19 thoughts on “No school today: interview time

  1. I just came across your blog today and I had to tell you how fantastic I think it is that someone from the inside is bringing this issue to light. Good luck!

  2. It is so brave of you to be doing this! Keep it up. The pictures and desciptions are fascinating. I hope some change happens because of your "under-cover" work!

  3. Stay anonymous and keep eating in your classroom so you can take pics without beign discovered! You can make it through the whole year without being discovered!

  4. i am new to your blog…i stumbled upon it from another blog.
    I might have missed this part…but is this food microwaved?
    my grandmother would roll over in her grave..she was a lunch lady and took pride in the delicious food she prepared each day for students.
    I am fascinated by this project of yours

  5. So it sounds like your school offers only one option every day, period, and too bad for kids with dietary restrictions?

    My elementary school offered peanut butter & jelly sandwiches, as an alternative to the daily rotating meal. As a vegetarian, I would have literally starved otherwise. I was on the free lunch (and breakfast) program, and bringing my own lunch was not an option, because my family could not afford it. I ate peanut and jelly every.single.day for both breakfast and lunch.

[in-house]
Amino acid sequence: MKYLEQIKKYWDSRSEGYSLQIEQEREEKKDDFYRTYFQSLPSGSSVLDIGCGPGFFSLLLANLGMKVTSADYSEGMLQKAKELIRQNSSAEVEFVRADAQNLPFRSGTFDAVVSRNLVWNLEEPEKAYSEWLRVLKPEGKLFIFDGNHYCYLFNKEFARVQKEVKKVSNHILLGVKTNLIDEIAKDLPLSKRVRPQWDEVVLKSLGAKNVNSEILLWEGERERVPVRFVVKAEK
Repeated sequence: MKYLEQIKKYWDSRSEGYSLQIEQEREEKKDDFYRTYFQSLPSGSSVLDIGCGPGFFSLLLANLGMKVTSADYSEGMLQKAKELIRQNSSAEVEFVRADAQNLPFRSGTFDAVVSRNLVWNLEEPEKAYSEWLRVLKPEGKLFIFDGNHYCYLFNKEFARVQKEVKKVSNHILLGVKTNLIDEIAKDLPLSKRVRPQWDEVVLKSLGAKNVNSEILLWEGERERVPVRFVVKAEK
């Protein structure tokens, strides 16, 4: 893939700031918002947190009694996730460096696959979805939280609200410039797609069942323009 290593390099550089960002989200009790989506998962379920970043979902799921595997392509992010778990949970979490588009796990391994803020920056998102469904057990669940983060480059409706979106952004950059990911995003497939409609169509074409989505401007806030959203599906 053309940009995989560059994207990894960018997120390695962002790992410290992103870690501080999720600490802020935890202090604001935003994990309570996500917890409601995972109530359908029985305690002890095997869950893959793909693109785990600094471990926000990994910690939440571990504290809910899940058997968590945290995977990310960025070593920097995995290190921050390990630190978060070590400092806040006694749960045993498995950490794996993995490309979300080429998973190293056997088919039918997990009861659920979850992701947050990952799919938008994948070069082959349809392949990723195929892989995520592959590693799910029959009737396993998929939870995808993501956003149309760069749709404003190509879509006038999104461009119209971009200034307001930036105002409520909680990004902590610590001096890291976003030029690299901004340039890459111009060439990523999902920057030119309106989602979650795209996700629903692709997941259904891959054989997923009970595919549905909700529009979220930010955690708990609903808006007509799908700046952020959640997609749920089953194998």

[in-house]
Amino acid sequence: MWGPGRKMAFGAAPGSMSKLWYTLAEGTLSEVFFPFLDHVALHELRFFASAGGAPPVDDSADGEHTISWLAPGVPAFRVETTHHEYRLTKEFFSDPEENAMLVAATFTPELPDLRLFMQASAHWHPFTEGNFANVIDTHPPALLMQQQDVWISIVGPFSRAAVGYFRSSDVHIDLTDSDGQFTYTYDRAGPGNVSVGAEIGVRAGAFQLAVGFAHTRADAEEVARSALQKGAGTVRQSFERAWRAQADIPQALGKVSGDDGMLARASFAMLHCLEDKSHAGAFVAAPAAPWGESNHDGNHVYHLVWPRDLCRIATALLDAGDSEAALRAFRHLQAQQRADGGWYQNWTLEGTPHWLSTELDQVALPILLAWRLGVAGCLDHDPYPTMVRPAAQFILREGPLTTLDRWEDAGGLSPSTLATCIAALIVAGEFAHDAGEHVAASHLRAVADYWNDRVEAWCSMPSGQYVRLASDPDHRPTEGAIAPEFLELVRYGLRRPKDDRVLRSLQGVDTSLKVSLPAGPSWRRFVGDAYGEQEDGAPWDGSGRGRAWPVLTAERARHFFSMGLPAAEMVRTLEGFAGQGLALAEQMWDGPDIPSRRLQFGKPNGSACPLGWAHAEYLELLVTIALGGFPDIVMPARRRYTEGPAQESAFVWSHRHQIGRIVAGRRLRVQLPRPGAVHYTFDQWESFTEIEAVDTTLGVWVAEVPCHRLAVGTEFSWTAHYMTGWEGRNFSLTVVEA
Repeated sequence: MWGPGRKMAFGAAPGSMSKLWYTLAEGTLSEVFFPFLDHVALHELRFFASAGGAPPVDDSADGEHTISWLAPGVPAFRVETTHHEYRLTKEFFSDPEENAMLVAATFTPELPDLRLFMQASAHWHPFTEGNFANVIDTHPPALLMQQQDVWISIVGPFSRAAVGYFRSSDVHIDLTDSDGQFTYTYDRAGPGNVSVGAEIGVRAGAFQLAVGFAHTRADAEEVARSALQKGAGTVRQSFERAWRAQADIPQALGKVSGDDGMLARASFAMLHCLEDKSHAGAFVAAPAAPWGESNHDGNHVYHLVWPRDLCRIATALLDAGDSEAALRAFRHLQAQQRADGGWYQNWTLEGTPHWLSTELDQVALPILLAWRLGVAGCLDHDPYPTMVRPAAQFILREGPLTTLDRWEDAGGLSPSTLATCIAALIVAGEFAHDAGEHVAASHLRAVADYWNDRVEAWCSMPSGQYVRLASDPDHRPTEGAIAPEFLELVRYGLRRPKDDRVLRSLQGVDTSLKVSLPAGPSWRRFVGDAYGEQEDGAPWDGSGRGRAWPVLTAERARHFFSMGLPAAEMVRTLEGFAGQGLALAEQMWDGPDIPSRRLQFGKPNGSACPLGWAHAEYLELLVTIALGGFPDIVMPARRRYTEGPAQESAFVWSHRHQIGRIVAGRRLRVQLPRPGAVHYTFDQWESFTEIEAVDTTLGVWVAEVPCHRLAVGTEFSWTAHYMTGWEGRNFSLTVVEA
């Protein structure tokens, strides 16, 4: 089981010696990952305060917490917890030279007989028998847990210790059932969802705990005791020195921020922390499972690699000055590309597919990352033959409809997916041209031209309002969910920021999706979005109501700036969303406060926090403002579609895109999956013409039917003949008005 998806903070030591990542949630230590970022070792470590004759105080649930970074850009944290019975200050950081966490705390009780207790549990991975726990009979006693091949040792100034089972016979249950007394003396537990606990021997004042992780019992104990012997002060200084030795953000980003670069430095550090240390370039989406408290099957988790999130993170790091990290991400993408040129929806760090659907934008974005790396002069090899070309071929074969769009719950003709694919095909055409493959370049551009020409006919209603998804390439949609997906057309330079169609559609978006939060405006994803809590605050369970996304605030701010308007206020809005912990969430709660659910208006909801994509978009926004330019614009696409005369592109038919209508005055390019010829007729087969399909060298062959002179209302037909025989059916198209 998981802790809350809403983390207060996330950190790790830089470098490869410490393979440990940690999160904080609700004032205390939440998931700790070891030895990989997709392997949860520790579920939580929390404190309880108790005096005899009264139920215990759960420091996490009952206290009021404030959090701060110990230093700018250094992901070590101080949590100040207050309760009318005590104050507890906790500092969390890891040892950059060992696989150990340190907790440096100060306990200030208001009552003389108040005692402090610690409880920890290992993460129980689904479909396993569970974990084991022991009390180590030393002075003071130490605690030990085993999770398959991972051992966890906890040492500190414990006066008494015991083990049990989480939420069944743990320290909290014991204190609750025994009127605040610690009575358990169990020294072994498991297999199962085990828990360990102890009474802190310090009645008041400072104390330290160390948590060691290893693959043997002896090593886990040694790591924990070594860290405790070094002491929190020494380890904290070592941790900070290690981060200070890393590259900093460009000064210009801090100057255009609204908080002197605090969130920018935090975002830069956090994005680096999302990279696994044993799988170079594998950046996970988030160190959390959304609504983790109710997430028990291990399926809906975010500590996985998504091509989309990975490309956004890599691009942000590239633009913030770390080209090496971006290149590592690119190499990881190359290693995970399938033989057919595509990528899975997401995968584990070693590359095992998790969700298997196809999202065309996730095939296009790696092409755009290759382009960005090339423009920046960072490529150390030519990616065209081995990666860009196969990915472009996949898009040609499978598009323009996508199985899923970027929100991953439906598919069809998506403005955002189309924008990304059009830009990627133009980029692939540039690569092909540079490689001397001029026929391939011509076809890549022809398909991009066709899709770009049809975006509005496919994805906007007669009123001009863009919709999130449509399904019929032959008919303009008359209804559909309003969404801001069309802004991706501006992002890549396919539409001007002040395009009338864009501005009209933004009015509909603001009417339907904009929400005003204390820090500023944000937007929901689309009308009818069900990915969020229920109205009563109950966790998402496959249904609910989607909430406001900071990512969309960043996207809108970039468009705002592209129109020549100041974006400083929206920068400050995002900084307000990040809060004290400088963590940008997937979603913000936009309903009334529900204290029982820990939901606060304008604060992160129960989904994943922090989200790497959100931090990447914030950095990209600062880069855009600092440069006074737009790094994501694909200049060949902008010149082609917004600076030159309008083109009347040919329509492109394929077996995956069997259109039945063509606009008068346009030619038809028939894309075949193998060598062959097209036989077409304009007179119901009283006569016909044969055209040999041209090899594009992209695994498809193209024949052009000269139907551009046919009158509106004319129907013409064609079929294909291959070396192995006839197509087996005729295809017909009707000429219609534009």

6. wow. I don't begin to understand all the packets/extra plastic waste. we NEVER had that back in the 70's. I also got the menu and picked what day I would eat school food, what I remember definitely looked better than this stuff. I am so glad I am homeschooling!

  7. To be honest, while none of it looks appetizing, it does look nutritionally balanced for a child, assuming they consume it all. To me, though, you come across as arrogant and pithy.

    Stop looking at these lunches as if they SHOULD be from a fresh salad bar/restaurant and look at them for what they are: inexpensive meals designed for children. If you want better, pony up and pay the taxes, find sponsors, figure out a way to create, buy, serve and clean up ON A SCHOOL DISTRICT'S BUDGET a better meal.

    Better yet, show the pictures to your student's parents and see if they can do better.